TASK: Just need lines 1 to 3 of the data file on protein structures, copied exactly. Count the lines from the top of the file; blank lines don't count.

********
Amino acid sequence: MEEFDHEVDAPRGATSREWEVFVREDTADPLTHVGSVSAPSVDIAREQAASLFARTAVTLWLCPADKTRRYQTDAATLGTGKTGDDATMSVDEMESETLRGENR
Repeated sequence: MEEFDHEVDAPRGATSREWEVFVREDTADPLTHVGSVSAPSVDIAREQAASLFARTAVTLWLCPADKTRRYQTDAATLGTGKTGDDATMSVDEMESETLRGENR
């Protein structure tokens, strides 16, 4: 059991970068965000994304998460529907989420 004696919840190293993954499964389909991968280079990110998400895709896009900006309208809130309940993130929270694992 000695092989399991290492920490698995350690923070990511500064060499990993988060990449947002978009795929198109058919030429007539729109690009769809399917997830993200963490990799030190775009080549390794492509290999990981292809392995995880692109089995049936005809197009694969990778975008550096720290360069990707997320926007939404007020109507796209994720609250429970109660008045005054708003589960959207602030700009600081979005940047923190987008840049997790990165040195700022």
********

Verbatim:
Amino acid sequence: MEEFDHEVDAPRGATSREWEVFVREDTADPLTHVGSVSAPSVDIAREQAASLFARTAVTLWLCPADKTRRYQTDAATLGTGKTGDDATMSVDEMESETLRGENR
Repeated sequence: MEEFDHEVDAPRGATSREWEVFVREDTADPLTHVGSVSAPSVDIAREQAASLFARTAVTLWLCPADKTRRYQTDAATLGTGKTGDDATMSVDEMESETLRGENR
């Protein structure tokens, strides 16, 4: 059991970068965000994304998460529907989420 004696919840190293993954499964389909991968280079990110998400895709896009900006309208809130309940993130929270694992 000695092989399991290492920490698995350690923070990511500064060499990993988060990449947002978009795929198109058919030429007539729109690009769809399917997830993200963490990799030190775009080549390794492509290999990981292809392995995880692109089995049936005809197009694969990778975008550096720290360069990707997320926007939404007020109507796209994720609250429970109660008045005054708003589960959207602030700009600081979005940047923190987008840049997790990165040195700022």